Park: The idea is to develop an open source patient portal capability that will replace MyHealthyVet, which is the Veterans Administration's current patient portal. This will actually allow the Blue Button itself to iterate and evolve more rapidly, so that everY time you add more data to it, it won't require heart surgery. It will be a lot easier, and of course will be open source, so that anyone else who wants to use it can use it as well. On top of that, we're going to do a lot of "biz dev" in America to get the word out about Blue Button and encourage more and more holders of data in the private sector to adopt Blue Button. We're also going to work to help stimulate more tool development by entrepreneurs that can upload Blue Button data and make it useful in all kinds of ways for patients. That's Blue Button for America.

    What is RFP-EZ?

    Park: The objective is "buying smarter." The project that we're working ON with the Small Business Administration on is called "RFP-EZ."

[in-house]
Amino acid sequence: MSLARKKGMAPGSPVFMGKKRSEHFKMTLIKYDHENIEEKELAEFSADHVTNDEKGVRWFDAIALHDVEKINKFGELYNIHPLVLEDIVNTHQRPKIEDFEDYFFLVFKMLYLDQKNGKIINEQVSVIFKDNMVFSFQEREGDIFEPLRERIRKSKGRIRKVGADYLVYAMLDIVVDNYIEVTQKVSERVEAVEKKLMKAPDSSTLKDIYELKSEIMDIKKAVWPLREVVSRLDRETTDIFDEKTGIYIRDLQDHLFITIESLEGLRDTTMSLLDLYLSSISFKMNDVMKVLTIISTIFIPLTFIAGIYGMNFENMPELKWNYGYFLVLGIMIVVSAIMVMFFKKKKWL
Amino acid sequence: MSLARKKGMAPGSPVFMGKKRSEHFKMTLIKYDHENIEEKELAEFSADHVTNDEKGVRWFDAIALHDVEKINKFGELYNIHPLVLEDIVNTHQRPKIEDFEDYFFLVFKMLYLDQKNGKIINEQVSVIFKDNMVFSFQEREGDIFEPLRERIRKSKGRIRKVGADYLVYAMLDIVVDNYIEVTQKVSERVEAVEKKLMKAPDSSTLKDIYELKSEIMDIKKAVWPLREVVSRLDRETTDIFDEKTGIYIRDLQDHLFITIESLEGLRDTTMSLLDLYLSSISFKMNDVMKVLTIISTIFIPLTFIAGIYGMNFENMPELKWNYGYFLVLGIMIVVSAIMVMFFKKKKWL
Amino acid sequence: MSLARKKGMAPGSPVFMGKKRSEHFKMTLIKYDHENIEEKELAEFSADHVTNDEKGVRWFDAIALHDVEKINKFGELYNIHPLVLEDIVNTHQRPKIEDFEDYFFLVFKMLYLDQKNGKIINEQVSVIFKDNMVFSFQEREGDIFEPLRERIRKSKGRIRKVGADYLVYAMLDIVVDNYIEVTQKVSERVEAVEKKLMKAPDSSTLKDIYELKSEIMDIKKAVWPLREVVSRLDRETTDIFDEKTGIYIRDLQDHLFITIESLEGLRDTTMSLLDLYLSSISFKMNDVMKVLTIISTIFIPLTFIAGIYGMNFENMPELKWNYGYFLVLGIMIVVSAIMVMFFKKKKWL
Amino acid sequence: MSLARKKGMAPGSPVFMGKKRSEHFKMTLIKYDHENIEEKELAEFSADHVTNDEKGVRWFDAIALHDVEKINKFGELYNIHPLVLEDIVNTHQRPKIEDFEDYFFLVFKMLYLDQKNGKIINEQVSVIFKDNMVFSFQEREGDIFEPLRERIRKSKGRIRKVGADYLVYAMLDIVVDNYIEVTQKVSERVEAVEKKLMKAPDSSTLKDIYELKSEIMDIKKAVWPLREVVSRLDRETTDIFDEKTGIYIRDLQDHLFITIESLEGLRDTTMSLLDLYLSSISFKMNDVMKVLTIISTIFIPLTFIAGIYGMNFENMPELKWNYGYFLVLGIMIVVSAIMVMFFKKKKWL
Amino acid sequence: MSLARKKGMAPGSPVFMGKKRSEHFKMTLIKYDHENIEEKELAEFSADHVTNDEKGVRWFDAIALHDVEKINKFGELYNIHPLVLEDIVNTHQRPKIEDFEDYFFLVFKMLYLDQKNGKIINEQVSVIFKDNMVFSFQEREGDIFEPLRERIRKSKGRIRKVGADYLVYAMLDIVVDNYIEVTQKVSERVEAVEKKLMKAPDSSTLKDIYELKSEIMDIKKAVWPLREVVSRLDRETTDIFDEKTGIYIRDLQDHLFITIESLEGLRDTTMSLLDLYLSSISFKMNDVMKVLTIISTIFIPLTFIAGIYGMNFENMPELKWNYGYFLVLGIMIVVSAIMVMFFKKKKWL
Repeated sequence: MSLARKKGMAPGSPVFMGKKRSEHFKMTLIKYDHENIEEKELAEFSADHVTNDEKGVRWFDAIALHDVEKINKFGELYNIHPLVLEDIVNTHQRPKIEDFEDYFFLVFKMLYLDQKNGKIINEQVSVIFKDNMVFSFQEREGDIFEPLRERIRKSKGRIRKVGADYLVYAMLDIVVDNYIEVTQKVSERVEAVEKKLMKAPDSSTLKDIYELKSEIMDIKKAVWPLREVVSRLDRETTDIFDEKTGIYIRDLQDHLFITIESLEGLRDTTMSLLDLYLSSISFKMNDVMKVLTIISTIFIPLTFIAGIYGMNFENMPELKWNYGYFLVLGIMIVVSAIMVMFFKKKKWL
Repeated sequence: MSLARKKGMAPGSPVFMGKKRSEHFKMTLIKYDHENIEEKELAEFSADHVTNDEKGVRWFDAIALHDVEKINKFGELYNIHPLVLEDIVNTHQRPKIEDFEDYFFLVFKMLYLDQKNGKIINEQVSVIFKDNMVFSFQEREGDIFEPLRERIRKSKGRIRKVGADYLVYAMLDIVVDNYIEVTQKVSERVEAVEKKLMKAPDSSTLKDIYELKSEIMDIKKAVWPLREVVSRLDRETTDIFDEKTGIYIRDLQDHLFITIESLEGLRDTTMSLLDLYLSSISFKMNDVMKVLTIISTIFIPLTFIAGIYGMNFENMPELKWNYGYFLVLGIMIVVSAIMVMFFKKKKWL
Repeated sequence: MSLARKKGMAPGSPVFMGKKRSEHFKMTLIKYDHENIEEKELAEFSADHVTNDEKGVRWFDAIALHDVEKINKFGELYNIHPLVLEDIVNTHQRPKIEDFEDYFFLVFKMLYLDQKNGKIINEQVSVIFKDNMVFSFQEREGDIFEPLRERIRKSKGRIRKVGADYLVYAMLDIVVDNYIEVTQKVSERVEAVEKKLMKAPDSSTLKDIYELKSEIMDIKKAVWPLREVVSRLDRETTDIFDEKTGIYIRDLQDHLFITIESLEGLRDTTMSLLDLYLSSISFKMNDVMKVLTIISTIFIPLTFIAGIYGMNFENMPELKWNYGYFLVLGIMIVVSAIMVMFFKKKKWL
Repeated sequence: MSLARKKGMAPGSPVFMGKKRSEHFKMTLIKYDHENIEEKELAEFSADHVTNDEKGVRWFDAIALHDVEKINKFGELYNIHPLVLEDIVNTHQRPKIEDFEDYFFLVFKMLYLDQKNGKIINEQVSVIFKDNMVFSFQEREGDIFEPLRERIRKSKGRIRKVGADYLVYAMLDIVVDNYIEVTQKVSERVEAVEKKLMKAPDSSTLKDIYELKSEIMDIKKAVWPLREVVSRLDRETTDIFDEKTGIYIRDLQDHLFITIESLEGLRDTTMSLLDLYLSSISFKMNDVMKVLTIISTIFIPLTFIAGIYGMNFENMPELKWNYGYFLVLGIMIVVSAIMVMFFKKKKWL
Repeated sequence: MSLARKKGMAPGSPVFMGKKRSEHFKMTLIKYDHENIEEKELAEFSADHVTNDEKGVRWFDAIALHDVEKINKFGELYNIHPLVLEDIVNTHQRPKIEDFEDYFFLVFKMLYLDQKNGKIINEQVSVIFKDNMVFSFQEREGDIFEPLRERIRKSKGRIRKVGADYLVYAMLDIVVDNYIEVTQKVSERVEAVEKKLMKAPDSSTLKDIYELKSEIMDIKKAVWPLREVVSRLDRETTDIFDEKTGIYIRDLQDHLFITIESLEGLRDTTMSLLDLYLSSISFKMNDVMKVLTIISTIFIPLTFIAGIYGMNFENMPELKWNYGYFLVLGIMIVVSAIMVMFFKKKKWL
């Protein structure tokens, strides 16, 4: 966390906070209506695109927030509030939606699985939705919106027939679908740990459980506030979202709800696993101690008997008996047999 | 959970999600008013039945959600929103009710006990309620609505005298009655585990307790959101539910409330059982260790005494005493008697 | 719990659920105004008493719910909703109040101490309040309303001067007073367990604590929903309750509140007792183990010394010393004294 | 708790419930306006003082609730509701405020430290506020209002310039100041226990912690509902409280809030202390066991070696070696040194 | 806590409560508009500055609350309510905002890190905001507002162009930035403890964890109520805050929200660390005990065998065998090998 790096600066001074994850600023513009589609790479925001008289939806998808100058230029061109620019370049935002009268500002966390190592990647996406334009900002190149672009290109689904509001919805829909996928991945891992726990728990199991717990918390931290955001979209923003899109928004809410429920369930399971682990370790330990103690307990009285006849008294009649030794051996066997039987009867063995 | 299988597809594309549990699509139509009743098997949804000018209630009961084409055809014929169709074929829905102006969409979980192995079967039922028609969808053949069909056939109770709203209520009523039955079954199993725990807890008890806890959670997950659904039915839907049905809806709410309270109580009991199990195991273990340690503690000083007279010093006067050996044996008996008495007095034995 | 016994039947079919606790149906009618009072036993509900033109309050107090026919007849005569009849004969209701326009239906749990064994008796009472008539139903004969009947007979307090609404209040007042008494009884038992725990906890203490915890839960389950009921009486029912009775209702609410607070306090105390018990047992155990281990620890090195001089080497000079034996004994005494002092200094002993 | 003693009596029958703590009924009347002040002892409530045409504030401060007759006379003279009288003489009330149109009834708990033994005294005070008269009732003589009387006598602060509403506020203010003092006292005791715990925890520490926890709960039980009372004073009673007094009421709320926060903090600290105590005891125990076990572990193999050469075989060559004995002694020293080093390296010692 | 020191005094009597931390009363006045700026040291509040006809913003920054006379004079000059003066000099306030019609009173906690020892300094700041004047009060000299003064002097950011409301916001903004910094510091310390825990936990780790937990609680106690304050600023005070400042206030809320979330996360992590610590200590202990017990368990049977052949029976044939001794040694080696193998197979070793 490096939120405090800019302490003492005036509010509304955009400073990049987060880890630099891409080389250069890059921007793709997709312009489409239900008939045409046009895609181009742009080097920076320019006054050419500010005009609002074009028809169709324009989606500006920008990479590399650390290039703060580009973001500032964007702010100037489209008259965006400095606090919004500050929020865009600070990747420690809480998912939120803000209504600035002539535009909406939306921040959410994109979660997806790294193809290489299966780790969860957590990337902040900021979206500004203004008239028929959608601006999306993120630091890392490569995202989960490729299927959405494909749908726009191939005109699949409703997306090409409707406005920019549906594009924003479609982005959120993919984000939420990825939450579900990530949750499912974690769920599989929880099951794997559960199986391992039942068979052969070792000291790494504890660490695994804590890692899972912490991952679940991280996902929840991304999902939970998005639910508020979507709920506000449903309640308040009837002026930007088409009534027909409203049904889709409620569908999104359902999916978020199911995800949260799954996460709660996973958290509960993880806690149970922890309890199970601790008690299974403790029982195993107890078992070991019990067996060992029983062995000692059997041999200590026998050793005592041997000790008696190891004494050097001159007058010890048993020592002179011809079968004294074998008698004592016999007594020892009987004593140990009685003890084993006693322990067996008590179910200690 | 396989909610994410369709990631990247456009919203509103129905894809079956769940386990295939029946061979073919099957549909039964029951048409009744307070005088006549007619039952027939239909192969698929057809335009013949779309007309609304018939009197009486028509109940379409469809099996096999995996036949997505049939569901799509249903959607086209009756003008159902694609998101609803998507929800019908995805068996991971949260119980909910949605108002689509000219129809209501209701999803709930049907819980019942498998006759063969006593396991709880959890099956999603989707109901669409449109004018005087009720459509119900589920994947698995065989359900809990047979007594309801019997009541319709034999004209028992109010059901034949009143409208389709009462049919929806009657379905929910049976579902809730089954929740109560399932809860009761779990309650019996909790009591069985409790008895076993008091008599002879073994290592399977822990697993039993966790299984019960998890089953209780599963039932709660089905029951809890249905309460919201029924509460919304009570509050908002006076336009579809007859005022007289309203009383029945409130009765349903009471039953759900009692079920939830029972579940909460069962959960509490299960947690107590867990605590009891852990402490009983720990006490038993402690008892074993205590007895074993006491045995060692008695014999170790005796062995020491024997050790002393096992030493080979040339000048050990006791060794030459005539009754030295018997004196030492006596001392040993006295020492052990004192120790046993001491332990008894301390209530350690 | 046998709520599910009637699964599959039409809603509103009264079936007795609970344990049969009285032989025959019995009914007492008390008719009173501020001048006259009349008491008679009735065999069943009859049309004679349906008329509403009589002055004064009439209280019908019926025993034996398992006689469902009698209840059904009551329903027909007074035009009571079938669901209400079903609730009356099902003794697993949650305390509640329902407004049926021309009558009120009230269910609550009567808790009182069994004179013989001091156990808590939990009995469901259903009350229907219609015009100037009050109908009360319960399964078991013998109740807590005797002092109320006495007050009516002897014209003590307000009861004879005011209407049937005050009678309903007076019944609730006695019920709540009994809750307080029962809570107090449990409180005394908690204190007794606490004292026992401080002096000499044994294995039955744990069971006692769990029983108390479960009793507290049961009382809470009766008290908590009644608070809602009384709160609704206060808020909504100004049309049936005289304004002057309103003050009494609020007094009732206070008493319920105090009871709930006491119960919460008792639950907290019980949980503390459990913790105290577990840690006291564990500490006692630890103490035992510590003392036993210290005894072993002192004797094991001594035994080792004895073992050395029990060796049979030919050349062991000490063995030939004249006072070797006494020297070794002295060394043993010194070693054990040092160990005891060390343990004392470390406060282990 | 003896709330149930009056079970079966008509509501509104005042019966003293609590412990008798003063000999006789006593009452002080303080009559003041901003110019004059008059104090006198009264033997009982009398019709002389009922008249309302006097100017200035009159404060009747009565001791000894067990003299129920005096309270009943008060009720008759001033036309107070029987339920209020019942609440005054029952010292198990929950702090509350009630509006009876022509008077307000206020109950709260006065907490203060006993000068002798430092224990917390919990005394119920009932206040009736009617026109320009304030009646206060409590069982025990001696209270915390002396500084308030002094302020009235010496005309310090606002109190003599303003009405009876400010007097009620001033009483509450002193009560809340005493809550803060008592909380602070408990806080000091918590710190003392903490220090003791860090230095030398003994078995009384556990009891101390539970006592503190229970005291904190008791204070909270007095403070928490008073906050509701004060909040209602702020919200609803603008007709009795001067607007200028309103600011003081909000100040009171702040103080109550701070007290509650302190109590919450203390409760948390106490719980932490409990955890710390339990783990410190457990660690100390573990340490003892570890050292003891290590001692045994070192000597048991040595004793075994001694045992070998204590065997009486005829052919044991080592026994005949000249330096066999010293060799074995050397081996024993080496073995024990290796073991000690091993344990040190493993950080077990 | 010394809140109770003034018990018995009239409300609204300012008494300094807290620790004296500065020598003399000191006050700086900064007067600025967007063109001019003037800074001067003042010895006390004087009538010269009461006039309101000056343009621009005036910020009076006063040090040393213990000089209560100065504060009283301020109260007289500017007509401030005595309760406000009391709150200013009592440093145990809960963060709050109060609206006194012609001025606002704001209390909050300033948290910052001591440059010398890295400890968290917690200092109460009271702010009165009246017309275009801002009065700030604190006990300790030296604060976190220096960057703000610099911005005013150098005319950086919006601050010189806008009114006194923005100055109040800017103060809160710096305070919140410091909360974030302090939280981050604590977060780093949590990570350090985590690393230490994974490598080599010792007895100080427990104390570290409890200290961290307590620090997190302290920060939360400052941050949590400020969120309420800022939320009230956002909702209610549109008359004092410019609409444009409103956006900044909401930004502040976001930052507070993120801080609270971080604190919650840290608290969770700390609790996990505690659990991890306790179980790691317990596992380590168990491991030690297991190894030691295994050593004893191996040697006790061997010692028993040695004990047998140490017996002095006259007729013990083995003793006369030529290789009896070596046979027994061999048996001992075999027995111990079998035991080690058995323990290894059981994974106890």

Basically, it's the idea of setting up a streamlined process for the government to procure solutions from innovative, high-growth tech companies. As you know, most high-growth companies regard the government as way too difficult to sell to.

    That A) deprives startups and high-growth companies from the government as a marketplace and, B) perhaps even more problematically, actually deprives the government of their solutions.

    The hope here is, through the actions of the RFP-EZ team, to create a process and a prototype that the government can much more easily procure solutions from innovative private firms.

    It A) opens up this emerging market called "the government" to high-tech startups and B) infects the government with more of their solutions, which are radically more, pound for pound, effective and cost efficient than a lot of the stuff that the government is currently procuring through conventional channels. That's RFP-EZ.

    The 20% Campaign

    Park: The 20% Campaign is a project that's being championed by USAID. It's an effort at USAID to, working with other government agencies, NGOs and companies, to catalog the movement of foreign assistance payments from cash to electronics. So, just for example, USAID pays its contractors electronically, obviously, but the contractor who, say, pays highway workers in Afghanistan or the way that police officers get paid in Afghanistan is actually principally via cash. Or has been. And that creates all kinds of waste issues, fraud, and abuse.